AGRICULTURE and nuclear power are two subjects that have been raised by the new president, his team and his commentators. I am happy that they are doing this because they are important and these issues, which were absent from the campaign, are now being discussed. I wonder why none of the campaigns cared about important issues besides motherhood slogans? Duterte rode the scourge of drugs to successfully differentiate himself. None of the campaigns went beyond major platitudes in my opinion. Some had stances that were more like extended slogans with an explanatory paragraph but nothing worth reading.
Food cost versus food security. I consider this to be a major concern, but don’t pretend to be knowledgeable on this issue to give specific advice. My observations are that the debate is between lower food prices, thereby opening the country to more commodity imports, and food security, which for some analysts may mean higher food prices, but, more importantly, requires proactive policies to improve production, distribution and processing at the national level. I heard that our country is overpopulated and the farms are so small that we will not be self-sufficient in rice and basic products. I find this a dumb argument that concedes the problem rather than working on it. Well, if we’ve reached Malthusian levels, then we need to keep population growth to a minimum, which I think we’re 50 years behind the times to do. Whatever stealth gains we made by reducing the rate of population growth have been reversed by the power the Church has after 1986. I am 63 years old and in my lifetime the population of the country has gone from around 20 million to over 112 million. Most of our neighbors doubled or tripled during this time while we grew more than five times. Exponential population growth has not been a success when comparing the growth rates and GDP of our neighbors with their moderate population growth. It also led to the misguided economic rationale to justify dogma. I’d have more respect if they just said it’s a matter of faith and dogma rather than imposing fallacious economic theories that no prosperous country subscribes to.
Japan has a higher population than us and less space but has domestic food security. With their population of 126.5 million [we are fast catching up there], they have productive farms and severely limit imports of agricultural and food products. Yes, the food is more expensive there, but the supply is safe and also maintains social peace. The European Community and the United States are big buyers of agricultural and meat products from their local producers and keep prices low for their people for the same reason. Go to Hong Kong, lots of eggs, poultry and pork come from Europe. They are exported at a loss after securing local supplies and sold on the domestic market at subsidized prices so that the population is fed at affordable levels, farmers satisfied and producers and processors in production.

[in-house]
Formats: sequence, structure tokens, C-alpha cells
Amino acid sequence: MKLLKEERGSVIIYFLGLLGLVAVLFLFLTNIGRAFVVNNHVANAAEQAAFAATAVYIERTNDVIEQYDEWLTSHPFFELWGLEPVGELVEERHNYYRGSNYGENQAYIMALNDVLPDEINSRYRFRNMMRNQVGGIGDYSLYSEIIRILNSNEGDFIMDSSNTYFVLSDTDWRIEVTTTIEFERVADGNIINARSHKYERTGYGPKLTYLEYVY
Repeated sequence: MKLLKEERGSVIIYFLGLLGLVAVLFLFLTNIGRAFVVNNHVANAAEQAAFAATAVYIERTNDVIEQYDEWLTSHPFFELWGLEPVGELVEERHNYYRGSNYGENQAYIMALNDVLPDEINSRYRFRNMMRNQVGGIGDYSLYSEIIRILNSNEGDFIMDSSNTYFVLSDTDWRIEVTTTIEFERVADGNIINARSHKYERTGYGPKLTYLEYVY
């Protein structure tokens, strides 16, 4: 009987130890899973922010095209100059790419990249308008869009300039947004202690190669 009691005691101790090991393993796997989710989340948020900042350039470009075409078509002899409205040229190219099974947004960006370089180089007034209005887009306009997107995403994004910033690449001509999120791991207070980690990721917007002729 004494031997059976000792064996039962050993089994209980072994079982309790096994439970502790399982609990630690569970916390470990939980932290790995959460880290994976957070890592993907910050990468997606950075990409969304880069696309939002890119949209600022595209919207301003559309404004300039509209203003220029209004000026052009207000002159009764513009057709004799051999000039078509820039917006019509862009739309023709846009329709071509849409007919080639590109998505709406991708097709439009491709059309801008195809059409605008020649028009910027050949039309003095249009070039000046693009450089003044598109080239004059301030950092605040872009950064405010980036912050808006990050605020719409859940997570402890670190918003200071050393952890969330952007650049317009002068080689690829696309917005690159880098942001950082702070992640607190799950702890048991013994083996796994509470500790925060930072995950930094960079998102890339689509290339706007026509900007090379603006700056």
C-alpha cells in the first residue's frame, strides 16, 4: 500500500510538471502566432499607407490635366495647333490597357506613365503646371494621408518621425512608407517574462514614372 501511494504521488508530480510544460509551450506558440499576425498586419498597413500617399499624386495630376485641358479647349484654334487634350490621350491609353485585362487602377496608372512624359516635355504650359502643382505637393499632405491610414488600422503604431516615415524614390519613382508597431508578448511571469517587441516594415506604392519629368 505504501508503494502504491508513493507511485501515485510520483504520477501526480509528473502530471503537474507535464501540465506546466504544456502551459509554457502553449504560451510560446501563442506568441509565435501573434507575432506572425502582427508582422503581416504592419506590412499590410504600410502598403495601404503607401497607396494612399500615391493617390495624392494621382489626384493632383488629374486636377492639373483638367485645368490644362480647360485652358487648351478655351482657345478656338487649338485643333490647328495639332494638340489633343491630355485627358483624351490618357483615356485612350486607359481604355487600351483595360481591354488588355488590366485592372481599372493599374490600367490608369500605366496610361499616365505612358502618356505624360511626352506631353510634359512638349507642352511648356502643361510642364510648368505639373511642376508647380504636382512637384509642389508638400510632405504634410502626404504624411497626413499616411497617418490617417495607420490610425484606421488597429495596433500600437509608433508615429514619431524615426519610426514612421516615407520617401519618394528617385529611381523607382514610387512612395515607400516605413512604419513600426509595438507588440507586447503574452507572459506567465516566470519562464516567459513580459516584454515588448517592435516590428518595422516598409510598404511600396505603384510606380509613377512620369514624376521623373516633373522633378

Many have argued that we can’t make it and so on. I think we find it difficult and there are too many “reasons” to keep importing. Don’t expect the rent-seeking mob to pass up opportunities to seize. I don’t think the solutions are simple or easy to implement, but for 112 million people, relying and growing on imports for basic commodities seems frankly wrong and unsustainable anyway. The disturbances currently being dealt with have made this obvious to me.
Nuclear power and in particular the Bataan site [it is not a power plant as there is no reactor. It is like saying a building is a factory even if there is no machinery in it]. I agree with my fellow columnist and friend Ben Kritz on his take on this zombie powerhouse. Same thing with Marlen Ronquillo. I will not repeat their point of view and suggest that you read their columns. I will limit myself to a few additional points. To open this Bataan factory 50 years later given its 1970s design is like saying, “How should we watch this show? Betamax or VHS?” The world has gone way beyond that many times over with laserdiscs, DVDs, and now streaming and video on demand. Even with nuclear energy technology. Well, I guess, given that our policy is still Marcos vs. Aquino over 50 years after the rivalry began, should we be surprised that this is still up for debate? On the cost, let me write something because I get really irritated when so called experts and authority figures pontificate about the cheapness of operating a nuclear power plant.
Oh good? Based on what? It is generally the cost of operation that these self-proclaimed experts refer to. Which is frankly false because it is only part of the total costs. What about the capital cost? Nuclear power plants are not cheap. Funding? They are not easy to fund. Insurance? Add the cost of running the factory and additional liability insurance. Storage and disposal of radioactive waste — how will this be controlled and who will pay for it? Transfer all this to consumers? Look at the total cost and it’s no longer cheap. That’s even without paying for self-insurance to deal with a disaster. Then, for my friends in the private sector, who will lead this? The government is the only one who can even think of paying for a cleaning if necessary. So if a private company is running it and something happens, who are we going to direct to deal with it, and what are the lines of authority to deal with an emergency and fund it? Who will write the insurance policy for this and how much will it cost if it is even available? How will the costs incurred be recovered? Note how, except in the United States, most nuclear power plants are owned by the government for safety and cost reasons. It’s not so simple anymore, is it?
All are simple if you have confirmation bias.